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Friday, 9 February 2018

Oil sees biggest one-week drop in 2 years

Oil sees biggest one-week drop in 2 years:

"Equities weren’t the only thing hitting the skids this week. Amid a stocks sell-off, oil futures saw their biggest one-week slide since January 2016. For both West Texas Intermediate, the US standard, and Brent, the international benchmark, Friday marked the biggest one-week slide since January 2016, and the worst daily fall since last July, according to Thomson Reuters data. WTI dropped almost 10 per cent on the week, and 3.2 per cent on the day, to fall below $60 for the first time this year, closing the day at $59.20."



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How soaring U.S. oil exports to China are transforming the global oil game

How soaring U.S. oil exports to China are transforming the global oil game:

"Bit by bit, the U.S. petroleum industry is turning world oil markets inside out. 

First, sharp drops in U.S. imports of crude oil eroded the biggest market that producers like OPEC had relied on for many years. Now, surging U.S. exports – largely banned by Washington until just two years ago - challenge the last region OPEC dominates: Asia.

U.S. oil shipments to China have surged, creating trade between the world’s two biggest powers that until 2016 just did not exist, and helping Washington in its effort to reduce the nation’s huge trade deficit with China. "



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Oil Set for Worst Week Since March as Rout Inflames Supply Fears - Bloomberg

Oil Set for Worst Week Since March as Rout Inflames Supply Fears - Bloomberg:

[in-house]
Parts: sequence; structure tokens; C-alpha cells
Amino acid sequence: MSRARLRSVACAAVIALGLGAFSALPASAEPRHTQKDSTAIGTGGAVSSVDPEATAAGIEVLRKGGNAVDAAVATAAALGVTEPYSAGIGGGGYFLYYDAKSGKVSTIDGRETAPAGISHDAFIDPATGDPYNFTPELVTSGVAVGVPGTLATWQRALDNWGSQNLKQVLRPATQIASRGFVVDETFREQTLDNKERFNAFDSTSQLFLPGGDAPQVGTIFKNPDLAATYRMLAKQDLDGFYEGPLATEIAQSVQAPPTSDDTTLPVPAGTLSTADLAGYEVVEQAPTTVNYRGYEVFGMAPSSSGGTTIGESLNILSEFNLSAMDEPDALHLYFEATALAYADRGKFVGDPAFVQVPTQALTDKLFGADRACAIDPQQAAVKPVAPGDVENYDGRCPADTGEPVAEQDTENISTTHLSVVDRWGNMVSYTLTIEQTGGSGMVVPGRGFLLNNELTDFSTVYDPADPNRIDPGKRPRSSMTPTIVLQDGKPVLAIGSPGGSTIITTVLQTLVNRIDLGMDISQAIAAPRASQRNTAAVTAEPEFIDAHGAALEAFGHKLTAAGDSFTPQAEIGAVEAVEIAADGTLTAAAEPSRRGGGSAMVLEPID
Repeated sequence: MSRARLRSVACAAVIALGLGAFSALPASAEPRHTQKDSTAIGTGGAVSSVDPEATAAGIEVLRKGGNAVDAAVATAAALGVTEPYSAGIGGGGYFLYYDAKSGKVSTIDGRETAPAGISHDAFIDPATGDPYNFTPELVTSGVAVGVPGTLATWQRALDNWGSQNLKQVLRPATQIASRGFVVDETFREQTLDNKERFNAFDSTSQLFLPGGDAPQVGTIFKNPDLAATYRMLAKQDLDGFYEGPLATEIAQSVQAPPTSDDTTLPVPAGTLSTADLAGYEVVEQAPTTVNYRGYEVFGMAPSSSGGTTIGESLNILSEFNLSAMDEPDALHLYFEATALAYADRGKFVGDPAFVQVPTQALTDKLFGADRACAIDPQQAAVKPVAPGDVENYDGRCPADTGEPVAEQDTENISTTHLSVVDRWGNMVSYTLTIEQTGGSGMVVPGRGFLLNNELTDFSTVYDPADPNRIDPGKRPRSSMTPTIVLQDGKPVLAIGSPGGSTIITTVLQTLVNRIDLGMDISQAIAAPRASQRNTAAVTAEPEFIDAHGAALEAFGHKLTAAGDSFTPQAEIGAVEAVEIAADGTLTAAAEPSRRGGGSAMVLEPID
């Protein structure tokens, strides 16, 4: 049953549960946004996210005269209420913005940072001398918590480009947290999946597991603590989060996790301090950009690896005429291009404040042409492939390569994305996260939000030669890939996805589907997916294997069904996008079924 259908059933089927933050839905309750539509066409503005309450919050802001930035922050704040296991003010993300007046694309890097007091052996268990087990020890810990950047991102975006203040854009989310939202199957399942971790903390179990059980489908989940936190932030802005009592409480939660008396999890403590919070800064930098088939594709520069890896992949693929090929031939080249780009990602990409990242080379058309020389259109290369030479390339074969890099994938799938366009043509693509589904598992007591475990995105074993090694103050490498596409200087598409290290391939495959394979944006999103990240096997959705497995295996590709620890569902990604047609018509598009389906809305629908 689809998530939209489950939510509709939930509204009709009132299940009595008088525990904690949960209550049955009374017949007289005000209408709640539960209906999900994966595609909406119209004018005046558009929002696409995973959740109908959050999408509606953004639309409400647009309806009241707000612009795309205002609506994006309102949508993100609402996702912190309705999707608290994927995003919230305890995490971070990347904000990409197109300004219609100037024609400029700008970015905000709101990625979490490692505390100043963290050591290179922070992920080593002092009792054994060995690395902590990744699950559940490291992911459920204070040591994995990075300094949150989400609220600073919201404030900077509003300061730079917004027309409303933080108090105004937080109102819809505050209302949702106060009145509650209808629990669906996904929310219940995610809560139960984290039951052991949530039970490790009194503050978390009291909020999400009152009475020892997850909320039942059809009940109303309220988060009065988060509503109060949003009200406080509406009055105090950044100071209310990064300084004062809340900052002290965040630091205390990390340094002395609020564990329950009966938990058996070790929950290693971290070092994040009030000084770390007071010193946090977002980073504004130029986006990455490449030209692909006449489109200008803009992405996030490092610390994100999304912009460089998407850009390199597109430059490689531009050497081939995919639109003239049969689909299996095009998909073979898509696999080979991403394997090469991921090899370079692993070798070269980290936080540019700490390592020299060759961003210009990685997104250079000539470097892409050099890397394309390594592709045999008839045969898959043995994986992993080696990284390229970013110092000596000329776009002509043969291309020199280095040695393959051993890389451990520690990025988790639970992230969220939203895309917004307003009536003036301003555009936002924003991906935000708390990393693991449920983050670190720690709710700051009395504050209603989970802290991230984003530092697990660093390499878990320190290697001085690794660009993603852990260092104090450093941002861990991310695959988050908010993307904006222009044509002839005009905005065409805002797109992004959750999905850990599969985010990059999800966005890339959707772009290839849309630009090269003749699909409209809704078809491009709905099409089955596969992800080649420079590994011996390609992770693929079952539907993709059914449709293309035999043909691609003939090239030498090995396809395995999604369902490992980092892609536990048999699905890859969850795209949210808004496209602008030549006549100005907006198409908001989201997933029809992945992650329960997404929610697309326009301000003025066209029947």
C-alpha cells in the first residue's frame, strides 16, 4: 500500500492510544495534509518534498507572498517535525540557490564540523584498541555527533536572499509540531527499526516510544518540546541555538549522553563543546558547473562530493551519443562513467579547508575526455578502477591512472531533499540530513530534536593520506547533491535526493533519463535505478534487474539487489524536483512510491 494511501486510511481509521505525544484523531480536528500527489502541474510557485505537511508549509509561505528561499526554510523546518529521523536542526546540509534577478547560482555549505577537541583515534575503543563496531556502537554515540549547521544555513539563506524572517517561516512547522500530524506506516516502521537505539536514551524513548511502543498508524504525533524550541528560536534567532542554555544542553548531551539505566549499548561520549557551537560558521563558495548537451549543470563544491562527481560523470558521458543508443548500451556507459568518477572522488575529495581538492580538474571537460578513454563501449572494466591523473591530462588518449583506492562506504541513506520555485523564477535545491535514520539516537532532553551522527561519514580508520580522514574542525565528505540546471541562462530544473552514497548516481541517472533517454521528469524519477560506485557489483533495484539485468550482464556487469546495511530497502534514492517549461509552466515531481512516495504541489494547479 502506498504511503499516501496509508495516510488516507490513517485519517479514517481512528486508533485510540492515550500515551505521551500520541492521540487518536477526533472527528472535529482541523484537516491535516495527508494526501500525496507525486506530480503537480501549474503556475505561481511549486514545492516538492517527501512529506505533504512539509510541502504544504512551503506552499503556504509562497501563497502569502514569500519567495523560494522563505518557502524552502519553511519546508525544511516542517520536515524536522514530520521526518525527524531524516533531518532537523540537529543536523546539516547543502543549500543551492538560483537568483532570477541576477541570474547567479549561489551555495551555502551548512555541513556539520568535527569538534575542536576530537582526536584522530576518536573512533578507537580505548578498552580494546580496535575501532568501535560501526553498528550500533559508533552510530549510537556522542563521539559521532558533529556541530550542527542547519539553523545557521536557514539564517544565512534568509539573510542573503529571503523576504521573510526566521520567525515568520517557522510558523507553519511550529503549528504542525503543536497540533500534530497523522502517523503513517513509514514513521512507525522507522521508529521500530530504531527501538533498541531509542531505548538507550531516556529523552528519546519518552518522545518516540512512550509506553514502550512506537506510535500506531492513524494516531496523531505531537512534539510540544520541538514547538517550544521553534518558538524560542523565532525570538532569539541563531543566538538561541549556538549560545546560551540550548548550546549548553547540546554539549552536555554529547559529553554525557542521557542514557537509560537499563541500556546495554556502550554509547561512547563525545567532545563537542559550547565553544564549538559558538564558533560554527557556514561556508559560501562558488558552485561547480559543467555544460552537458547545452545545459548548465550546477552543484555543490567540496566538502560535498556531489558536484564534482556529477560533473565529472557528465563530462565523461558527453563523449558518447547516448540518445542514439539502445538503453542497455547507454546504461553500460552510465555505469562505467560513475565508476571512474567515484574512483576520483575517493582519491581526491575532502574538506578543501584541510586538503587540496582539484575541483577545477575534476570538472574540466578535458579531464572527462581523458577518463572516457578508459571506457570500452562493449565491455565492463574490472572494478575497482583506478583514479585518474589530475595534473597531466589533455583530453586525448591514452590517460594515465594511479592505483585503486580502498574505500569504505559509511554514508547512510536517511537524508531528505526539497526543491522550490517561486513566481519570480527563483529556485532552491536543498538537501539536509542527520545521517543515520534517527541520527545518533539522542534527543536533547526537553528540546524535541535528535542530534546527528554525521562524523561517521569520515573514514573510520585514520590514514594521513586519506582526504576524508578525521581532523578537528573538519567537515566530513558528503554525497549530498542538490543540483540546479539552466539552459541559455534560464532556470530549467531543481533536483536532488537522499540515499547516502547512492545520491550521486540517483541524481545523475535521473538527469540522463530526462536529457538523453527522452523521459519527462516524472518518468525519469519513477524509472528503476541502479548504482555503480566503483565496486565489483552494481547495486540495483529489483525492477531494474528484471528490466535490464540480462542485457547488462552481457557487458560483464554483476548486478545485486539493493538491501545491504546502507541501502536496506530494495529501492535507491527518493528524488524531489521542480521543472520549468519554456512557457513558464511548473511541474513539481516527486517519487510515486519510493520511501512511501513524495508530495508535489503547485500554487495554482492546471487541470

"Oil was headed for its worst week in almost a year as the global risk-asset rout troubled investors already concerned over growing U.S. supply.

Futures traded in New York are on track to post a 7.4 percent slump this week as equities tumbled around the world. Adding to the alarm was data that showed U.S. oil production at a new high, and key technical indicators pointing to a further retreat in prices. West Texas Intermediate earlier slumped close to $60 a barrel, all but erasing this year’s gain."



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LNG: a US success story that tests the laws of economics

LNG: a US success story that tests the laws of economics:

"US Energy Secretary Rick Perry was roundly mocked last summer for suggesting that the US coal industry, a key base for the Trump Administration, could simply start producing more of the highly polluting fuel despite signs demand is stagnating.

“Here’s a little economics lesson: supply and demand,” Mr Perry is reported to have said when visiting a coal-fired power plant in West Virginia. “You put the supply out there and the demand will follow.”

Critics were quick to pile on, arguing that this assertion — known as “Say’s Law” in economics circles — has been proved wrong time and again by markets."



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